Step four. I’ve been procrastinating. Mostly because I have been unable to come up with an active list of resentments. I know I must resent more than one or two people but honestly, I feel like I’ve worked through a lot of them already. Except for the “Furniture” incident. Still, to this day, it is the most cringe-worthy event in my life. And it all started with resentment. At the time I dealt with it in the best way I knew how. I drank. And man, did I drink. Eventually, years passed and I managed to encapsulate it in a little bubble on a shelf somewhere in my mind. But it wouldn’t take much to burst the bubble and that friggin’ nightmare would come flooding back into my here and now.
It’s time to let it go.
I was married to the father of my children at the time (twenty years ago). I was absolutely FULL of resentment for him. He wouldn’t get a decent job to support us so I had to go back to work, when all I really wanted and needed was to stay home with our young daughter. Reluctantly, I got a job doing the only think I knew–selling furniture (which is how we met). After a year or two I got promoted to management. Eventually, he ended up working for the same company. He was in sales, I was in management. As much as I learned to love my job, I was still full of resentment. I let that resentment fester for a couple years by marinating it in alcohol. The alcohol made it tolerable but I grew to despise my husband. He was preventing me from doing the one thing I was born to do–be a good mother. I thought he was a monster when it was me who was evil incarnate.
I decided to have an affair with my boss. I initiated it. He was married as well. Didn’t matter. Who gave a shit…WE were the suffering ones. The ones that deserved happiness. No one else’s lives mattered except for ours. He was smart, independent, financially stable, thirteen years older than me and very secure with who he was. He was everything I wanted and didn’t have. We’d make sure we worked every shift together, go out for liquid lunches, leave early and write love letters back and forth. Computers and cell phones were not what they are today so most of our correspondence was at work or on the phone. The affair filled my heart with much-needed affection and the alcohol anesthasized my pain. I made several mistakes that fall, not the least of which was confiding my affair to my co-worker whom I also managed. We had become friendly, even though I was her boss. She supported my deception and quickly offered to become my alibi when I needed one. That should have been my first clue.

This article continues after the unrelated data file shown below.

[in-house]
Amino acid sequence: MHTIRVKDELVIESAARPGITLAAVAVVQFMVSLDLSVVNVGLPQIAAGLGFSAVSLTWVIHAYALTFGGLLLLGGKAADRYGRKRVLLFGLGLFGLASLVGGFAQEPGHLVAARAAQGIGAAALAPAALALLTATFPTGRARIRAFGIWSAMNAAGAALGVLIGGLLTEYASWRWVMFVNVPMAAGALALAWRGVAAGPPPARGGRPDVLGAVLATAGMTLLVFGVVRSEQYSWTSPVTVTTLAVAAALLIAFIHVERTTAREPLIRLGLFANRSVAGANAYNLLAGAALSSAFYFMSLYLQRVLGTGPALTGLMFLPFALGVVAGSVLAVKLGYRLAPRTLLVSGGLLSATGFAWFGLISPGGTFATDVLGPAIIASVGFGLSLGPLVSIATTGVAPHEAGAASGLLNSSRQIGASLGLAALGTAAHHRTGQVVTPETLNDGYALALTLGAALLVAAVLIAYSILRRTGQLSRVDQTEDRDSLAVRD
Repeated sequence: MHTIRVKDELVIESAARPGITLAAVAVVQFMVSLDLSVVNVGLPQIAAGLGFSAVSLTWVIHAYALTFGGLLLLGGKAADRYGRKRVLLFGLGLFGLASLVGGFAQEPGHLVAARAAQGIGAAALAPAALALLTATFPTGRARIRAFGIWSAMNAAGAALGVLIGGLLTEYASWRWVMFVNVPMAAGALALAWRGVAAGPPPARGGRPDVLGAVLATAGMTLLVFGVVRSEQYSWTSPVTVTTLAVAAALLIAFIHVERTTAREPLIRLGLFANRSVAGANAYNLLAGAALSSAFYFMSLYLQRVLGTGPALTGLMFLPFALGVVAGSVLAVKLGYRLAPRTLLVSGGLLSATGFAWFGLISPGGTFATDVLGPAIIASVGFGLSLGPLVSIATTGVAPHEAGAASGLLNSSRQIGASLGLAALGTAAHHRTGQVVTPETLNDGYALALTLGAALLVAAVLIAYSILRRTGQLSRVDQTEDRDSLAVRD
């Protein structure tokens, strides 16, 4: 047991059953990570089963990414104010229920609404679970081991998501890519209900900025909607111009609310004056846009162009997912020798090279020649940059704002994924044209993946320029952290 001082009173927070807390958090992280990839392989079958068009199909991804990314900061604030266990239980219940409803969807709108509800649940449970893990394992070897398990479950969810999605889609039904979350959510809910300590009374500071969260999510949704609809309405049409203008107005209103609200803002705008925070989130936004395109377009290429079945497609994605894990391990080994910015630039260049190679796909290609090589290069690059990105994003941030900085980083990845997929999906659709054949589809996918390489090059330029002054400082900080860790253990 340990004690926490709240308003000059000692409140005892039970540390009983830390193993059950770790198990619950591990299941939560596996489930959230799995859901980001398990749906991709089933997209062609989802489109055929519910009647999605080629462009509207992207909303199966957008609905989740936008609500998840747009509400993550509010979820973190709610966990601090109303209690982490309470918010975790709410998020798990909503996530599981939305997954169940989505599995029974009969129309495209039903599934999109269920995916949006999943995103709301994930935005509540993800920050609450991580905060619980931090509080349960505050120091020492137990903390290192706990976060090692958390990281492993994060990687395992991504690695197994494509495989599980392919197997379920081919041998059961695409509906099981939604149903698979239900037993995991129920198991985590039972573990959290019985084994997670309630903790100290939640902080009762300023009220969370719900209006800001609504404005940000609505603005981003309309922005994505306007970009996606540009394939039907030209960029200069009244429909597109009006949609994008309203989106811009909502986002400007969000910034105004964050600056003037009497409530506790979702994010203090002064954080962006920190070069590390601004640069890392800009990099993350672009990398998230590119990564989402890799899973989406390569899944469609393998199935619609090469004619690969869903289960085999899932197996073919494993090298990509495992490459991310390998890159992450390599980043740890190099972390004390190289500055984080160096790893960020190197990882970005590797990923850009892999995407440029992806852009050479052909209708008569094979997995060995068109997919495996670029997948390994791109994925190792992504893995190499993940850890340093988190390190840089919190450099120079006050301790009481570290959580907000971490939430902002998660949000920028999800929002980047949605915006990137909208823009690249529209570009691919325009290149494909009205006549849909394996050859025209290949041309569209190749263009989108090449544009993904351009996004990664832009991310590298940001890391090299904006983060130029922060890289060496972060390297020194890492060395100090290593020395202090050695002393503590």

At the time the Lewinski/Clinton thing was all the rage in the news. What I didn’t realize was that I was in a very similar situation. My husband had no idea about my deception, nor did my family. It wasn’t until my co-worker “friend” asked me for a raise and full-time status that I realized what kind of trouble I was in. I didn’t have the power to do that and I told her so. Within 48 hours my life blew up before my eyes. She had recorded a phone conversation in which I asked her to lie for me and be my alibi for my husband. She went to upper management with the tape and we were both fired. I remember being so horrified that all I could do was go to a bar and drink myself into oblivion. My husband, of course, found out immediately–it was like wildfire ripping through a dry corn field on the sales floor. Devastated, he told his mother who decided at that moment that she needed to tell my parents over the phone what a piece of shit I was. My husband left work early that day and attempted to kill himself with a hose and the exhaust from his car. He did not–thankfully–succeed.
In my drunken stupor I realized I had to face my parents. Funny, now looking back, that it was them I was most worried about–not my husband or children. I was fucked up. I drove to their house and found my mother in bed, in the middle of the day. All the curtains were drawn and she was crying. I walked into her room to have some form of a conversation and all she said was, “What are the neighbors going to think?” I tried to explain as best I could how unhappy I had been over the past few years, but she kept interrupting with her holier-than-thou accusations and statements. The final blow was, “You’re not my daughter”. For an adopted child of any age those are not just words. They are daggers that not only gut you but turn into acid that pours on your soul and annihilates you. I was shattered. I was done.
I have only sketchy memories after that particular day. I remember getting back in my car, meeting my affair-guy at a bar and getting drunker. I remember stumbling to the bathroom and looking at myself in the mirror–all I could see was a shell of what I used to be with mascara all over my puffy face. Someone in the hallway asked if I was ok. I couldn’t respond. I hadn’t eaten in days, alcohol the only thing I had consumed. I have no idea how I got home that night. Actually, I don’t know IF I got home that night. It’s all a blur.
That was one of many rock bottoms for me.
For the next year I maintained a blur. I had lost my job, was humiliated beyond belief, had no self-worth or self-respect and basically drank and hibernated. Our marriage did not survive. We had several more issues that just got uglier and uglier. And I wonder sometimes why my ex-husband hates me so. The devastation that I caused him is irreparable. My children suffered not only the loss of a happy home, they suffered having a father who still can’t be in the same room as their mother. I wish with all my heart I could make up for what I did–to take away his hurt and pain, even if he’s over it now, which I’m sure he is. My actions have caused so much heartache to those I love that I will never be able to justify. I’m responsible for the devastation. It was my character defects that were the ultimate problem. My disconnection. My Karma. What a bitch.